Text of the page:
Between 27 and 29 June 2023, the Health Practitioners Disciplinary Tribunal heard a charge of professional misconduct laid by a Professional Conduct Committee (“the PCC”) against Mr Gunther van der Heijden, registered psychologist (“the Psychologist”).
The charge alleged that the Psychologist conducted himself in an inappropriate and/or unprofessional manner by:
- Failing to observe a condition included in his scope of practice
- Practicing psychology without a current practicing certificate
- Making inappropriate, disrespectful, and harmful communications with members, staff and representatives of the New Zealand Psychologists Board (“the Board”) and fellow psychologists.
The conduct alleged above amounts to professional misconduct in that it has brought, or is likely to bring, discredit to the profession pursuant to section 100(1)(b) of the Act. A copy of the full charge can be found in Appendix A to the decision.
The full charge can be found in the Tribunal's decision.
The Psychologist received his qualification overseas in 2000 and was subsequently registered in New Zealand in the Clinical Psychologist Scope of Practice. In August 2019 the Psychologist's then supervisor, Ms E, notified the Board of several concerns about his competence. As a result, a Competence Review Panel (CRP) was convened. The report of the CRP found that the practitioner did not meet the required level of competence and required him to undergo a competence programme. The Board also imposed a condition that the Psychologist work with a supervisor, and although many attempts were made to appoint a supervisor, this was ultimately unsuccessful.
By August 2021, the Board resolved to suspend the Psychologist and refer information to a Professional Conduct Committee that the Psychologist may have been practicing without the required supervision. Following this decision, the Board received several further complaints from clients that he had provided psychology services to either without supervision or whilst he was suspended.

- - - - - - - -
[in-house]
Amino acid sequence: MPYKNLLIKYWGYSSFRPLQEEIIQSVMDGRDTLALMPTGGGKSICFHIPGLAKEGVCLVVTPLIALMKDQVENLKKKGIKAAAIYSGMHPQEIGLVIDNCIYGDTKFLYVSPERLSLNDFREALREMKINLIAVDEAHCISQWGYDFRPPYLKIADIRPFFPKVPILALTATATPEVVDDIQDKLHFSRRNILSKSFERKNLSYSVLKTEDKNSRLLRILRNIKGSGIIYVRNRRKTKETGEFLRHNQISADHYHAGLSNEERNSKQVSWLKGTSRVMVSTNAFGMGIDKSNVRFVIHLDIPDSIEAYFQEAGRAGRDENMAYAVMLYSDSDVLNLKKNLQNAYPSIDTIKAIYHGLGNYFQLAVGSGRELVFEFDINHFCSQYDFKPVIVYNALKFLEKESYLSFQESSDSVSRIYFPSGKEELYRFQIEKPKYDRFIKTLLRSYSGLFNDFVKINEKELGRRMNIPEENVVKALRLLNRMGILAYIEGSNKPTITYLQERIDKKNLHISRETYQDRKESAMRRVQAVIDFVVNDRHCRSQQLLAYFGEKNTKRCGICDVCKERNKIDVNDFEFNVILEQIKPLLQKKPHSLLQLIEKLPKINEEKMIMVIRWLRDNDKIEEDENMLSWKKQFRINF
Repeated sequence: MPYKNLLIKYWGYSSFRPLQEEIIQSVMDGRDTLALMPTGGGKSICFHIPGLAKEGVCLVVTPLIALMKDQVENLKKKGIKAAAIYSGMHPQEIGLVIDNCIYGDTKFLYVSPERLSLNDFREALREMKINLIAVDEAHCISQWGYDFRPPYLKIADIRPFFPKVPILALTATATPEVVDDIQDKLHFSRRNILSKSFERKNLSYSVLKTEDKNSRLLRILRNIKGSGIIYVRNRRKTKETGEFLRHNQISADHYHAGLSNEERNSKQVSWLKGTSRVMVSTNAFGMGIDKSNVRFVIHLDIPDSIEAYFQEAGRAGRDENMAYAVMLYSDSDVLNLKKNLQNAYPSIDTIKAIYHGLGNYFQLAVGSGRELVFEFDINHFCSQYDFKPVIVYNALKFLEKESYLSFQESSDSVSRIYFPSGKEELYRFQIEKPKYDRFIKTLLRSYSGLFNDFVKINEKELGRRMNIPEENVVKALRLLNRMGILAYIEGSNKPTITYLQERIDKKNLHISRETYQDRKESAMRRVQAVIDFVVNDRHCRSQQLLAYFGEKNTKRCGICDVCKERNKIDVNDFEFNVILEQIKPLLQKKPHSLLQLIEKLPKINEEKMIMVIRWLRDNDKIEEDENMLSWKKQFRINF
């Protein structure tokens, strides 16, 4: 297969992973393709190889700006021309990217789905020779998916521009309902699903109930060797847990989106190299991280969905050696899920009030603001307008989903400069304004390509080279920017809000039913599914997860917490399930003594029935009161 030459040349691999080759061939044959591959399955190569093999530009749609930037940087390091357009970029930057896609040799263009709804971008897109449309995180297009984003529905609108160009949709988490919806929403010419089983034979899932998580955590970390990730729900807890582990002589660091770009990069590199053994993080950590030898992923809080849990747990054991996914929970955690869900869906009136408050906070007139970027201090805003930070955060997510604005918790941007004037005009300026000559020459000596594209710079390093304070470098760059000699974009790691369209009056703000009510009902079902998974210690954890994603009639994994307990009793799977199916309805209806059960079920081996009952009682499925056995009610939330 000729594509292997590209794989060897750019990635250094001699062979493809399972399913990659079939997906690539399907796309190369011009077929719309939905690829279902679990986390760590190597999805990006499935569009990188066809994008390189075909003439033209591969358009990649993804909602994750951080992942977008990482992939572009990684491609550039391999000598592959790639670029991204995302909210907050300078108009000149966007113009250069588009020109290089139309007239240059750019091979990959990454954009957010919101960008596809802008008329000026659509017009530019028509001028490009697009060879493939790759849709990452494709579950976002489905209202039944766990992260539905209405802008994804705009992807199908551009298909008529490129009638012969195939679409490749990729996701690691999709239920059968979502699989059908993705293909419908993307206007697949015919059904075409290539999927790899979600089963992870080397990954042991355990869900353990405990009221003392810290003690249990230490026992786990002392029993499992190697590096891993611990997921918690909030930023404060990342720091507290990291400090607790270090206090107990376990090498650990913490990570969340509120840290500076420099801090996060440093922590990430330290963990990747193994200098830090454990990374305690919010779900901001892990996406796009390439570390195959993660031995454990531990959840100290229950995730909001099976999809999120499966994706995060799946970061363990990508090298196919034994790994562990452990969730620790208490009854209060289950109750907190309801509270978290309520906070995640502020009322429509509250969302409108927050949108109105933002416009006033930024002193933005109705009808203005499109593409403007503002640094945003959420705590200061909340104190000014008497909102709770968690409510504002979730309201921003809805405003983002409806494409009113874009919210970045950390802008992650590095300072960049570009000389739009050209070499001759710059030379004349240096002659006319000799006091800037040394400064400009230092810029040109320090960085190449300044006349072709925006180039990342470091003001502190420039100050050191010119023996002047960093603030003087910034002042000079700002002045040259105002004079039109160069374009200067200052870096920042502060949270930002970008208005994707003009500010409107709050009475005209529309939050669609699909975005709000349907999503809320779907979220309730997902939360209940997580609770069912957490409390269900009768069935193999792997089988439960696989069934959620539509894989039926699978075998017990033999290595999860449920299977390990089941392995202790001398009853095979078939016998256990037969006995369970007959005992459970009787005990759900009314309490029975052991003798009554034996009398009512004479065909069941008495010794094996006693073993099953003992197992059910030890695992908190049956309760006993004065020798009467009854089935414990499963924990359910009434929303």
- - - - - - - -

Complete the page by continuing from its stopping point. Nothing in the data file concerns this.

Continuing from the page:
Throughout his communications with Board members, staff and representatives the Psychologist was consistently inappropriate, misleading and harmful. The practitioner regularly made harmful, baseless allegations about the integrity of the Board and caused significant distress to clients who he had diagnosed with various neurological disorders while suspended or without supervision.
The Tribunal was satisfied that the Psychologist was practising clinical psychology at the material times without the requisite supervision and additionally, at a later time whilst he was suspended.
The Tribunal also found the Psychologist's communications were likely to bring discredit to the profession and that disciplinary sanction was warranted. The Tribunal did not consider the Paychologist's behaviour as an isolated lapse in judgement, but rather a persistent and deliberate pattern intended to disparage and undermine. His communications were characterised as cruel, aggressive and demeaning.
The Tribunal was satisfied that a member of the public aware of the circumstances would conclude that the reputation and good standing of the profession was lowered by the Psychologist’s conduct.
The Tribunal ordered:
- Cancellation of registration;
- Conditions on re-registration;
- Pay 60% of the PCC and Tribunal costs, $81,879.05 and $30,584.67.
Publication of the decision and a summary was ordered.